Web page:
At First I Was Happy

I had been battling severe pain in my foot, shoulders and wrist for over a year. I was sent to an orthopedist who did an MRI and Xrays and could find nothing wrong, but he immobilized my wrist in a cast for six weeks. That didn’t help. I was sent to a podiatrist who did surgery for a bunion. The pain in my foot was still there. I finally went to a different general practitioner who did the blood test to find out if I had RA, and the test was positive. I was initially thrilled to find out what was causing my pain. I thought it would be great – get some pills, eat well, do whatever I was told to do and all would be back to normal.

I found an excellent rheumatologist, and began a course of treatment for RA. And, although I’m doing everything I’ve been told to do I have suddenly realized that this is going to be my life from now on. I’m still going to hurt, I’m going to get depressed, and there will be things I can’t do anymore. I’m not so thrilled as I was when I first found out.

I think one of the hardest parts of the RA diagnosis is that although you can sometimes control aspects of it, it’s here to stay. I’m lucky I have a wonderful husband who goes above and beyond to make things easy for me. I have a boss who is very accommodating when I have a flare up and need to dial back a little. I appreciate stories and tips from others because I’m new at this.

This article represents the opinions, thoughts, and experiences of the author; none of this content has been paid for by any advertiser. The RheumatoidArthritis.net team does not recommend or endorse any products or treatments discussed herein. Learn more about how we maintain editorial integrity here.

Comments

View Comments (3)
  • Mariah Z. Leach moderator
    4 years ago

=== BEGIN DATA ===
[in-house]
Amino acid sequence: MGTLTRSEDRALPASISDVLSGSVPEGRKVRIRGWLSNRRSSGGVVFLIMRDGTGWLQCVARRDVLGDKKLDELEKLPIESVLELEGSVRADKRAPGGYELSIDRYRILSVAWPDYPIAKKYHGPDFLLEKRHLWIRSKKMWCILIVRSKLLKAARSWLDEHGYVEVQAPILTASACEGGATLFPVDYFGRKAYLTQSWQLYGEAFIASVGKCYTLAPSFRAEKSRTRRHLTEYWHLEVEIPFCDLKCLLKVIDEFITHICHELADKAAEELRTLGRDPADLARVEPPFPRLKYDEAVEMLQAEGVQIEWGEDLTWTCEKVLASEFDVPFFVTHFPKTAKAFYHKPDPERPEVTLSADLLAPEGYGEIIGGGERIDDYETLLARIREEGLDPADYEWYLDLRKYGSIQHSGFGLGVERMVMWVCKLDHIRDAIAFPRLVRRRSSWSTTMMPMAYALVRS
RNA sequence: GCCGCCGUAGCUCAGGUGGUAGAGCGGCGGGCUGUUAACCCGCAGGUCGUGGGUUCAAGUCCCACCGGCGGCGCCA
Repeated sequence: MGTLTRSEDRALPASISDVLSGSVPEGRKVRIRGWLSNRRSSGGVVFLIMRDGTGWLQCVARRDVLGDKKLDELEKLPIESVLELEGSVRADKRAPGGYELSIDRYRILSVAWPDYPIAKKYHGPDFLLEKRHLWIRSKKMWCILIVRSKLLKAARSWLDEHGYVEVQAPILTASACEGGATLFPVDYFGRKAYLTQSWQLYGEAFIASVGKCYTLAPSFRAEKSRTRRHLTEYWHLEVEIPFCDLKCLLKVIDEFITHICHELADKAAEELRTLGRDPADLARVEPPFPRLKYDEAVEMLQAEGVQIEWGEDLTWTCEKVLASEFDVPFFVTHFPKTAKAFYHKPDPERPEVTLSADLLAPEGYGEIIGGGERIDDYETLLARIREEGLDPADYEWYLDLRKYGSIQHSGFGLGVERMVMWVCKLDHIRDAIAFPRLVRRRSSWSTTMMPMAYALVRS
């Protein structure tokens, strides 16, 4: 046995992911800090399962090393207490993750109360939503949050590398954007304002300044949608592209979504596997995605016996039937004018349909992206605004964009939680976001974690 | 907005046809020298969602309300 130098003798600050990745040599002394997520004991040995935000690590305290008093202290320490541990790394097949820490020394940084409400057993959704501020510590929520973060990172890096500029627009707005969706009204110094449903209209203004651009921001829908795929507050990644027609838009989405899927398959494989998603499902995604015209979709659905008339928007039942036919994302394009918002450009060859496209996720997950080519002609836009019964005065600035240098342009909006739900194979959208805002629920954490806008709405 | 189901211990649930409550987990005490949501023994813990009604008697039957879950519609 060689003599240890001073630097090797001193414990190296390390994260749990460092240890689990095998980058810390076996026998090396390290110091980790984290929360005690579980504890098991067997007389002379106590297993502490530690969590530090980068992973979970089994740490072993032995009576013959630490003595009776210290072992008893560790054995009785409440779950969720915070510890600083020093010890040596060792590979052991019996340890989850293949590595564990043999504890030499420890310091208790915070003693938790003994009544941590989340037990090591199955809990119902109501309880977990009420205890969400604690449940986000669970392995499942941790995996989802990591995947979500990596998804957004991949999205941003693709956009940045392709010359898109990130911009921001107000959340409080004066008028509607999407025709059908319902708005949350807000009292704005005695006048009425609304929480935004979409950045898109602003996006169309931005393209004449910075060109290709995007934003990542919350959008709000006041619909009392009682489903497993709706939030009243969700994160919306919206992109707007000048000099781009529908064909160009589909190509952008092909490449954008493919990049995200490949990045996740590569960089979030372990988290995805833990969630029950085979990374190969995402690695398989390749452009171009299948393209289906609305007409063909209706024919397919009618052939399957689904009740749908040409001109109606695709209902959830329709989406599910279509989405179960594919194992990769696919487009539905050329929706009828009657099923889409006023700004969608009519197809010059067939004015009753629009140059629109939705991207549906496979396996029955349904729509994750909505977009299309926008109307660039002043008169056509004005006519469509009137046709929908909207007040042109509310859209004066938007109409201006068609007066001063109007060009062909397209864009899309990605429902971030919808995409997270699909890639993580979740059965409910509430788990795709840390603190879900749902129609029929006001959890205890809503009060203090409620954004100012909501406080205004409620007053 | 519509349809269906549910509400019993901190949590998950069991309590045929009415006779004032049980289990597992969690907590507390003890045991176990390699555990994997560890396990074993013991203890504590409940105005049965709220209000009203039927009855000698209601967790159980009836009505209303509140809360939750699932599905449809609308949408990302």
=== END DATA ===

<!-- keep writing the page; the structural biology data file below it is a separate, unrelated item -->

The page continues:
Hi Dianne ~ Thank you so much for taking the time to share your story. I think you are right that, in a way, having a diagnosis is a positive thing because it does give you a direction to work in towards feeling better. But you are also right that life with RA is an adjustment, one that, unfortunately, will take some time to get used to. I can say from experience that the time immediately following the diagnosis is the hardest – it WILL get easier! And I’m so glad that you have found this community. We all understand what you are going through and we are here to support you. Hang in there!

  • Carla Kienast
    4 years ago

    Dianne: There will be a cure. Really. It’s just not going to be today. But in the meantime, the right treatment program can either put you in remission or make you feel “normal” more days than not. I understand the good news/bad news aspect. But to your original point, at least you now know there are things you can do to feel better. And I hope you do (feel better …) Thanks for a post that all of us can relate to.

  • Dianne West author
    4 years ago

    Thanks Carla – some days are way better than others, and the one thing I’m trying to do is figure out what makes one day worse or better than another. . then do more of the good and less of the bad. It’s hard when I’ve never been sick to speak of over my entire life and now I find myself taking so many meds and so many blood draws and so on and so on. But your words made me smile, which is a good thing!

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